It is just prior to the publication of Le Roman expérimental that naturalism dates its beginnings as a literary movement. The movement is generally considered to have begun in 1877, when the young writers Paul Alexis Alexis, Paul , Henry Céard Céard, Henry , Léon Hennique Hennique, Léon , Joris-Karl Huysmans, Huysmans, Joris-Karl Octave Mirbeau Mirbeau, Octave , and Guy de Maupassant Maupassant, Guy de organized a dinner at the restaurant Trapp to honor Zola, Flaubert Flaubert, Gustave , and Edmond de Goncourt. Goncourt, Edmond de Goncourt, Jules de Three years later, Zola and the same group of younger writers (with the exception of Mirbeau) published a collective anthology of their work called Les Soirées de Médan (1880), which has been read as a kind of manifesto of the group.

Although Zola seems to have felt that naturalism constituted a united movement because of the shared scientific method of its members, other literary naturalists tended to view his methods with more skepticism. The similarities one finds in naturalist fiction tend to be, rather, in the choice of subject matter. Because of the naturalist’s interest in the physical world, subjects such as disease, madness, alcoholism, and sexual desire predominate over metaphysical themes such as morality, sin, or guilt.

Zola continued to write naturalist novels and plays until his death in 1902, but it has been argued that naturalism as a collective enterprise ended very shortly after its launch. After 1880, Zola retreated to his home in Médan to write many of the most remarkable novels comprising the Rougon Macquart series: Pot-Bouille (1882; Piping Hot, 1924), Au bonheur des dames (1883; The Ladies Paradise, 1883), La Joie de vivre (1884; Life’s Joys, 1884), Germinal (1885; English translation, 1885), L’Œuvre (1886; His Masterpiece, 1886), and La Terre (1887; The Soil, 1888). During this time Huysmans Huysmans, Joris-Karl and Maupassant Maupassant, Guy de began to have doubts about Zola’s theories.

Another group of five young writers—Paul Bonnetain Bonnetain, Paul , J. H. Rosny Rosny, J. H. , Lucien Descaves Descaves, Lucien , Paul Margueritte Margueritte, Paul , and Gustave Guiches Guiches, Gustave ), paralleling the group who wrote the Soirées de Médan, published the “Manifeste des cinq contre ’La Terre’” (1887; manifesto of the five against La Terre). Claiming to have previously admired Zola, this group declared that the subject of his novel La Terre was virtually scatological and that the master had descended to the pits of the unspeakable.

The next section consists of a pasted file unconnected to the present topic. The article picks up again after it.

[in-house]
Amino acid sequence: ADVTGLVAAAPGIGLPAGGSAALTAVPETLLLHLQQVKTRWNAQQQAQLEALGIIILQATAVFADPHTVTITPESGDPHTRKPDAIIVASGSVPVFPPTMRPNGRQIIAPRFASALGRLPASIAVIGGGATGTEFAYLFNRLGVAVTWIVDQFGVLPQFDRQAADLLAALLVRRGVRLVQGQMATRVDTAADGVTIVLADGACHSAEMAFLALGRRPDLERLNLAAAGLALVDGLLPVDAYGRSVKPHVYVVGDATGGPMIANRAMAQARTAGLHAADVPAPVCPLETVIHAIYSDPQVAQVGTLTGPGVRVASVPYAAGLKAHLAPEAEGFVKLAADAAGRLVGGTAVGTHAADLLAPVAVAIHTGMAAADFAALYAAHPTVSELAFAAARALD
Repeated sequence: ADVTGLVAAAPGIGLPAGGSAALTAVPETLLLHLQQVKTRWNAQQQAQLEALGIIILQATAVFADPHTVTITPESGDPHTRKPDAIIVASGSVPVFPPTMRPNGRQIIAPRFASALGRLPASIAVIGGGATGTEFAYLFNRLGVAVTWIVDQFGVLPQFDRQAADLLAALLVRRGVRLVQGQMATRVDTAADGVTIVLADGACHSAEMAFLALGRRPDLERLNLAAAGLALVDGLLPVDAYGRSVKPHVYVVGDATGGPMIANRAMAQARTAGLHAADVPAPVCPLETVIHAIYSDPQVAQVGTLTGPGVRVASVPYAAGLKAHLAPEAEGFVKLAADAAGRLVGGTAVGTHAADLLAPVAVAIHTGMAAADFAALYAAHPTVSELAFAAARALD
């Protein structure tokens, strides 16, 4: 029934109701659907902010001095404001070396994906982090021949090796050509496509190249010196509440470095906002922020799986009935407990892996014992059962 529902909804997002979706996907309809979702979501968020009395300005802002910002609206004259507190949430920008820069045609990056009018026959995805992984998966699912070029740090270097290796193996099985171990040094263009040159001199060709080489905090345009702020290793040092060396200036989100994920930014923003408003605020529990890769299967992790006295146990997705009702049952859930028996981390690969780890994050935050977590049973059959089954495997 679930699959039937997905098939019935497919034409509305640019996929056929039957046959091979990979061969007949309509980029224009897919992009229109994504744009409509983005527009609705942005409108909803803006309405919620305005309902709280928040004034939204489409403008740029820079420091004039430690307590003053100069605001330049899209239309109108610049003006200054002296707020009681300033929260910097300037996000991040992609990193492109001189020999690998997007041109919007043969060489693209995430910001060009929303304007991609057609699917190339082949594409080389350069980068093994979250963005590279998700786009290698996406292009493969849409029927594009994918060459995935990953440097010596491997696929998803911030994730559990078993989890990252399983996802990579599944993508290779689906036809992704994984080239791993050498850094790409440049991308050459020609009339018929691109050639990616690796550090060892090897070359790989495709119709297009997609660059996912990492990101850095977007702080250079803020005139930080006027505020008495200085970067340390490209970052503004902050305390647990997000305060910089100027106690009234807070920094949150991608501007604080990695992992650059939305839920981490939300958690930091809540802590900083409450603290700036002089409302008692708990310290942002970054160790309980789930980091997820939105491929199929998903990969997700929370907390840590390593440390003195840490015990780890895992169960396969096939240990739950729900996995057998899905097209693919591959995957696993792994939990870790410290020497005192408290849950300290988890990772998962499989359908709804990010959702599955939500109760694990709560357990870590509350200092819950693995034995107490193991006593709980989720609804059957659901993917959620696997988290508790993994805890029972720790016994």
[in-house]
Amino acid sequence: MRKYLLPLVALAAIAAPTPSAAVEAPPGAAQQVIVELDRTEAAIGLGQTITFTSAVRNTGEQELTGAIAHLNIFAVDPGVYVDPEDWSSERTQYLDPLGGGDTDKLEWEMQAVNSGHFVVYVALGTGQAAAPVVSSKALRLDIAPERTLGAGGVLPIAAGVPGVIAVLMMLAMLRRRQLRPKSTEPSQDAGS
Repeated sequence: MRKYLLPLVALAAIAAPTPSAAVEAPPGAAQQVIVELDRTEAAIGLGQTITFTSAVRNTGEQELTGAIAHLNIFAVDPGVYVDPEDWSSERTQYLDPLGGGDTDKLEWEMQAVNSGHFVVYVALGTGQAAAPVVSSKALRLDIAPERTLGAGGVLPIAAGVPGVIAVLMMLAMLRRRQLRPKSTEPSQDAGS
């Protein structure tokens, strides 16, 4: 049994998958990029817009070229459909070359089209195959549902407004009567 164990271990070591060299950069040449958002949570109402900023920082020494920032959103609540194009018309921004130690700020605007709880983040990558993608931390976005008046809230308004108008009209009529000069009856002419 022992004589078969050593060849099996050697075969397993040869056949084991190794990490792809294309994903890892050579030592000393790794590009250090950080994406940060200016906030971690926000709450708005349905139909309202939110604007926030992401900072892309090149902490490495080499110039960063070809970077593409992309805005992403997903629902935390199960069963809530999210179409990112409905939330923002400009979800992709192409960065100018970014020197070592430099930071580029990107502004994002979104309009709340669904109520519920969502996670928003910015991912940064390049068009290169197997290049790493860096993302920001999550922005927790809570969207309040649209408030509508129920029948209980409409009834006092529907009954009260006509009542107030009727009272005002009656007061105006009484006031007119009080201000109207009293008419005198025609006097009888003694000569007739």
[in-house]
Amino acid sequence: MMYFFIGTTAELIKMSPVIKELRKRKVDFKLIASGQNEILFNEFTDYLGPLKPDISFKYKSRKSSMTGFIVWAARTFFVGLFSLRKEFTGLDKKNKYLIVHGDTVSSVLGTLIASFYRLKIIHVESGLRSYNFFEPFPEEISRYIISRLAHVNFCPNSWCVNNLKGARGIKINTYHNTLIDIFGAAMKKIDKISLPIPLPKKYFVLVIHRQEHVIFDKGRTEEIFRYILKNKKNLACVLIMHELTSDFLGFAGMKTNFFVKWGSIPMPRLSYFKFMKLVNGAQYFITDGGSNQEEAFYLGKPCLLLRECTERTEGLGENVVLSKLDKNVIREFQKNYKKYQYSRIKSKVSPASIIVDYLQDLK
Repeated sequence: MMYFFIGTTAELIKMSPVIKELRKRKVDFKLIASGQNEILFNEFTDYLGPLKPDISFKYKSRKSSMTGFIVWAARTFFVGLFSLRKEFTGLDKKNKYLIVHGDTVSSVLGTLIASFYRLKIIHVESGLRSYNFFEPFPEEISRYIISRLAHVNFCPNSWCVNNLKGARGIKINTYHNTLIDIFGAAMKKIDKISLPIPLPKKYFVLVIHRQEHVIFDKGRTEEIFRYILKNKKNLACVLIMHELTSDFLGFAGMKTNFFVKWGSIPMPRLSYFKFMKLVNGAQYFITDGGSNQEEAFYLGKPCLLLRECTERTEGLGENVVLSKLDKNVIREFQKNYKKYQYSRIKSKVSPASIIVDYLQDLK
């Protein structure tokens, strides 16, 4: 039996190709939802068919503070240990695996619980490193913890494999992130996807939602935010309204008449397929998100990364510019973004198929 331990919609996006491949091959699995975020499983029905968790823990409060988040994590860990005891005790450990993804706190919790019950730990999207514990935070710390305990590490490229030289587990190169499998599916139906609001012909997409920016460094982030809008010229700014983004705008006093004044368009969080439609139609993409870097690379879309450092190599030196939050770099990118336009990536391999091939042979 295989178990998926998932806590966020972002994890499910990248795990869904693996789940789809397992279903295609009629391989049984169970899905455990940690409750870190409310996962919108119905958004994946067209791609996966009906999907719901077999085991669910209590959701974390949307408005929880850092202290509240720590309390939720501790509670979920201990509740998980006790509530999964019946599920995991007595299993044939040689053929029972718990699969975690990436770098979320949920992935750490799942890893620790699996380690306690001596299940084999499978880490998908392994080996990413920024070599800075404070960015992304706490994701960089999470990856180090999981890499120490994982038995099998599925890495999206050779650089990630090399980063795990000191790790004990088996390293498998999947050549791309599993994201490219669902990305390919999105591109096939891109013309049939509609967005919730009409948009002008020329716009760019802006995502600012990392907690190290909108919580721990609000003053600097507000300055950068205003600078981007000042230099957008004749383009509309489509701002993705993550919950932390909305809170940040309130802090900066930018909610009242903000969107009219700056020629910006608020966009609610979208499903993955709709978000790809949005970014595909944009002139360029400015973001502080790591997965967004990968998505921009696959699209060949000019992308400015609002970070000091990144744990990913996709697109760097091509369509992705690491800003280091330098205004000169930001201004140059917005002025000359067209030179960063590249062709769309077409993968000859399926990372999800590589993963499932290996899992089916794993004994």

Despite these public statements of adherence or abhorrence, naturalist plays continued to be performed and naturalist texts continued to be written and published in France, in other European countries, and in North America until well into the twentieth century.

Significance

By the early 1880’s the influence of the naturalist movement had spread to Italy and was greatly influential in the development of verism (truthfulness and detail in literary and artistic depiction), based on the fiction of Giovanni Verga. Naturalism also moved into Spain, where elements can be seen in the novels of Emilia de Pardo Bazán Pardo Bazán, Emilia de and Benito Pérez Galdós Pérez Galdós, Benito .

German naturalists such as Karl Bleibtreu Bleibtreu, Karl , Wilhelm Bölsche Bölsche, Wilhelm , and Arno Holz Holz, Arno seemed to feel the attraction of the natural sciences to a greater extent even than did Zola. Naturalism was also expressed in American fiction by authors such as Hamlin Garland Garland, Hamlin , Stephen Crane Crane, Stephen , Frank Norris Norris, Frank , James Farrell Farrell, James , Jack London London, Jack , and Theodore Dreiser Dreiser, Theodore .

The movement responded to an interest in subject matter that had not been deemed appropriate for literature: the real, the mundane, the working classes, the poor, and similar subjects. Naturalism testified to how critically scientific discourse played a role in the literature of the last half of the nineteenth and beginning of the twentieth century.

Further Reading
  • citation-type="booksimple"

    xlink:type="simple">Baguley, David. Naturalist Fiction: The Entropic Vision. New York: Cambridge University Press, 1990. The most important and comprehensive study of naturalism written in English.
  • citation-type="booksimple"

    xlink:type="simple">Bloom, Harold, ed. Emile Zola. Philadelphia: Chelsea House, 2004. A collection of essays by a prolific literary critic dealing with Zola’s fiction and with naturalism.
  • citation-type="booksimple"

    xlink:type="simple">Goncourt, Edmond, and Jules de Goncourt. Germinie Lacerteux. Translated by Leonard Tancock. New York: Penguin Books, 1984. Part of the Penguin Classics series. A modern edition, with an introductory essay by the translator, of the Goncourt brothers’ first naturalist novel.
  • citation-type="booksimple"

    xlink:type="simple">Mesch, Rachel L. “The Sex of Science: Medicine, Naturalism, and Feminism in Lucie-Delarue-Mardrus’s ’Marie, fille-mère.’” Nineteenth-Century French Studies 31 (2003): 324-340. Although naturalism is generally viewed as a movement dominated by male authors, this article describes a French woman’s use of naturalism in her fiction.
  • citation-type="booksimple"

    xlink:type="simple">Pagano, Tullio. Experimental Fictions: From Emile Zola’s Naturalism to Giovanni Verga’s Verism. London: Associated University Presses, 1999. A comparative study of naturalism in the works of Zola and verism in Verga’s works.
  • citation-type="booksimple"

    xlink:type="simple">Zola, Émile. Therese Raquin. Translated by Robin Buss. London: Penguin Books, 2004. A modern edition in the Penguin Classics series of what many consider Zola’s first novel in the naturalist tradition. Includes an introduction by the translator.